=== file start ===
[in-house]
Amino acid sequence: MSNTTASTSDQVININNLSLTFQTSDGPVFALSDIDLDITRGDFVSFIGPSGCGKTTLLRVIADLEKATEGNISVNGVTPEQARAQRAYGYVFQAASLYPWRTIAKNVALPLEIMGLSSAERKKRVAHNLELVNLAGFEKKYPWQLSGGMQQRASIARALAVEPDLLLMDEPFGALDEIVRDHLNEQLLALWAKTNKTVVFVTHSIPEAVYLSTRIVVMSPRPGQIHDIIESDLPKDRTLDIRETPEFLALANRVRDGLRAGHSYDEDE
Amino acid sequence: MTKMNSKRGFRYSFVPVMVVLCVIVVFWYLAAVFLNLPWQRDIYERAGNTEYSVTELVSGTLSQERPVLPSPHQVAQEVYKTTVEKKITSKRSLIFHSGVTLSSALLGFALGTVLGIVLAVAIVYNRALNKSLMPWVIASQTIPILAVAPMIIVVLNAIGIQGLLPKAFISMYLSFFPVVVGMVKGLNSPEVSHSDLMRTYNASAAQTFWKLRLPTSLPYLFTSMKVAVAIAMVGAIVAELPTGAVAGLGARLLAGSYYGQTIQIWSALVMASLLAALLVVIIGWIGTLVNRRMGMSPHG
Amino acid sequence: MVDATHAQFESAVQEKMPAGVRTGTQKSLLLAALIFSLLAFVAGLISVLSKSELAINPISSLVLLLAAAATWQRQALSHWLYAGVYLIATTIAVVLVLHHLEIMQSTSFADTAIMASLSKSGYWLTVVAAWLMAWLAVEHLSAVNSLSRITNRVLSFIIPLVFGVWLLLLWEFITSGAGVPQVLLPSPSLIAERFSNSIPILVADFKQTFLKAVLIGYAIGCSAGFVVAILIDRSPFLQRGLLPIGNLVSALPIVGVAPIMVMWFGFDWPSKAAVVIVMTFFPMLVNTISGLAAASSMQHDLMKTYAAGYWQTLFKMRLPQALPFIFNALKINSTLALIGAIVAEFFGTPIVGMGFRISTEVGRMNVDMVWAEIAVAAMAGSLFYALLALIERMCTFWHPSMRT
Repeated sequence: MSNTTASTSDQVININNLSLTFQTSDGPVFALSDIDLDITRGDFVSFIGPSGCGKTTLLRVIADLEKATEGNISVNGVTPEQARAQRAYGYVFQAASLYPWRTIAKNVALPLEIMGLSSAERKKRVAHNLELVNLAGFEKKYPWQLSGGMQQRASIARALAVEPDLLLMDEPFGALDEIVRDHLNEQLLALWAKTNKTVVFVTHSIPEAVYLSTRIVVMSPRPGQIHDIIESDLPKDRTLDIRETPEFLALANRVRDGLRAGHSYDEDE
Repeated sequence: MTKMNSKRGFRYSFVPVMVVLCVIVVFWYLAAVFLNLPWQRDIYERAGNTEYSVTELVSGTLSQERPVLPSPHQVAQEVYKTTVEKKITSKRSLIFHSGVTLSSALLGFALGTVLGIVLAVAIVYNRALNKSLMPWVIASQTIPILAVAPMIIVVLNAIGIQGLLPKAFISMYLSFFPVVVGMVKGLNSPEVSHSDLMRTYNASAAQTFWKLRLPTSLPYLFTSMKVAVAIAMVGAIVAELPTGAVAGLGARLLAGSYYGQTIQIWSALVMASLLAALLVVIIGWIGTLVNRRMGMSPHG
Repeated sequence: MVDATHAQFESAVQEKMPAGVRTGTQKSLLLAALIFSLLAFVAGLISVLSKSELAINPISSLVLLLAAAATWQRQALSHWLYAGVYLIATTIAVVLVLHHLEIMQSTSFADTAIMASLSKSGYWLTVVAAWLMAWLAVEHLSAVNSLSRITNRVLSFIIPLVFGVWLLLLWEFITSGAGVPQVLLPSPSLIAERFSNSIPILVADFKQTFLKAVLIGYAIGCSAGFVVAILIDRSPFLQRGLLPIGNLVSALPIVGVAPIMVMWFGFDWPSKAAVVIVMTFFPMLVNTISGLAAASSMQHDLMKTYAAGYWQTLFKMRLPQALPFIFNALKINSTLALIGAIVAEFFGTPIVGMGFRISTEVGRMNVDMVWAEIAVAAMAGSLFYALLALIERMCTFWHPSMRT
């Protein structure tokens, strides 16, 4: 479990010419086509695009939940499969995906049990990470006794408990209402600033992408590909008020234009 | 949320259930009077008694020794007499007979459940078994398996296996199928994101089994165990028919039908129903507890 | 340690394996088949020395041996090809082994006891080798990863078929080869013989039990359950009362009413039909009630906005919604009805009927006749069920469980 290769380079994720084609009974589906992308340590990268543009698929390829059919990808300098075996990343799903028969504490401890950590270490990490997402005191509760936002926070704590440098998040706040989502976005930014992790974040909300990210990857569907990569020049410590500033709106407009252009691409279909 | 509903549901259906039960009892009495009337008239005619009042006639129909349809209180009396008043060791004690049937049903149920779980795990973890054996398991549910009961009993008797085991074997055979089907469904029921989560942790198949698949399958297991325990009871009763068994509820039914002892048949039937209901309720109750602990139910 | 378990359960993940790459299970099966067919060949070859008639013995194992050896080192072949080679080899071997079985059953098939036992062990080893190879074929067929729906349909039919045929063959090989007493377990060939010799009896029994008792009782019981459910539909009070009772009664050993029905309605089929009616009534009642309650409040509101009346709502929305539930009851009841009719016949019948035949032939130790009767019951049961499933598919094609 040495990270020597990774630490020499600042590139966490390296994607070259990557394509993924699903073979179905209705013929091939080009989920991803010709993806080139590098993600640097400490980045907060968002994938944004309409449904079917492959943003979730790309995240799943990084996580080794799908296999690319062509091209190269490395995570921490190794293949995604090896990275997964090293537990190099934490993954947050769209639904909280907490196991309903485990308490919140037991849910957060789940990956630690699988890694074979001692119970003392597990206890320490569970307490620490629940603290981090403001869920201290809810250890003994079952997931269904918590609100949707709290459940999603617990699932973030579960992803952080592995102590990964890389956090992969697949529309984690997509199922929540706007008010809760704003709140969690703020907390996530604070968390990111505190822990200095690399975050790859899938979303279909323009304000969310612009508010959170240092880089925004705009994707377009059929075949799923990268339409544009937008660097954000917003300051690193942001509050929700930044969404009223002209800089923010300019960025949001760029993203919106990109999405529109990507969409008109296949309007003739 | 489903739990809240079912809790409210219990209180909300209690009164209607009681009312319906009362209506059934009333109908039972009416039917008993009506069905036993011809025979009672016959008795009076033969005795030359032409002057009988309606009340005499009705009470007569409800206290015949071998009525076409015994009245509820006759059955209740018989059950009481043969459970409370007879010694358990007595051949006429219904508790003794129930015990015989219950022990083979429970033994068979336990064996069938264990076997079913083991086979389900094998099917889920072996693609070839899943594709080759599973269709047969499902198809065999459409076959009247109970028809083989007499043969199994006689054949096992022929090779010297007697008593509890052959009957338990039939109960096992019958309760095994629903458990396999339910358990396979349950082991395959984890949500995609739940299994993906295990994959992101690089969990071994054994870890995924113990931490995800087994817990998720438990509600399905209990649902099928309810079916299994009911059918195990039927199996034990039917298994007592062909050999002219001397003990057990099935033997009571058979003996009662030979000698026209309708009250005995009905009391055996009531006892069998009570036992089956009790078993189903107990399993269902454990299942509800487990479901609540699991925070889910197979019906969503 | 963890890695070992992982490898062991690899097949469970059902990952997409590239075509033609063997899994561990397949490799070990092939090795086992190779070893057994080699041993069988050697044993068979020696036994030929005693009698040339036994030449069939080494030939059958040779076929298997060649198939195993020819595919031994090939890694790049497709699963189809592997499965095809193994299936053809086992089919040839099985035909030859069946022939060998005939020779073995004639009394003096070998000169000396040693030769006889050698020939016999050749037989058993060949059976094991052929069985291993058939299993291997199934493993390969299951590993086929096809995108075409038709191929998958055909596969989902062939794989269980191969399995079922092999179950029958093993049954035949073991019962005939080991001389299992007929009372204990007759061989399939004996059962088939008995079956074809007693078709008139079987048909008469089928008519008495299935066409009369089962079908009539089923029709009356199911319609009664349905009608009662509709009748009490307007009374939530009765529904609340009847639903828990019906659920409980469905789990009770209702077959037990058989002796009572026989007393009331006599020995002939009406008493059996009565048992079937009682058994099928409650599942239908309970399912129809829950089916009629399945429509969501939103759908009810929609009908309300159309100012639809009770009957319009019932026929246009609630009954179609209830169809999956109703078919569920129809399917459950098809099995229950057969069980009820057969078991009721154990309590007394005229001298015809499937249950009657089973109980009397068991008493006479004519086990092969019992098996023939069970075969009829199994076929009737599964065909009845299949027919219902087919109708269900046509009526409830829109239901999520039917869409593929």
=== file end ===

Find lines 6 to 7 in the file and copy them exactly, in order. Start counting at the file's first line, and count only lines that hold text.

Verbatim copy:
Repeated sequence: MTKMNSKRGFRYSFVPVMVVLCVIVVFWYLAAVFLNLPWQRDIYERAGNTEYSVTELVSGTLSQERPVLPSPHQVAQEVYKTTVEKKITSKRSLIFHSGVTLSSALLGFALGTVLGIVLAVAIVYNRALNKSLMPWVIASQTIPILAVAPMIIVVLNAIGIQGLLPKAFISMYLSFFPVVVGMVKGLNSPEVSHSDLMRTYNASAAQTFWKLRLPTSLPYLFTSMKVAVAIAMVGAIVAELPTGAVAGLGARLLAGSYYGQTIQIWSALVMASLLAALLVVIIGWIGTLVNRRMGMSPHG
Repeated sequence: MVDATHAQFESAVQEKMPAGVRTGTQKSLLLAALIFSLLAFVAGLISVLSKSELAINPISSLVLLLAAAATWQRQALSHWLYAGVYLIATTIAVVLVLHHLEIMQSTSFADTAIMASLSKSGYWLTVVAAWLMAWLAVEHLSAVNSLSRITNRVLSFIIPLVFGVWLLLLWEFITSGAGVPQVLLPSPSLIAERFSNSIPILVADFKQTFLKAVLIGYAIGCSAGFVVAILIDRSPFLQRGLLPIGNLVSALPIVGVAPIMVMWFGFDWPSKAAVVIVMTFFPMLVNTISGLAAASSMQHDLMKTYAAGYWQTLFKMRLPQALPFIFNALKINSTLALIGAIVAEFFGTPIVGMGFRISTEVGRMNVDMVWAEIAVAAMAGSLFYALLALIERMCTFWHPSMRT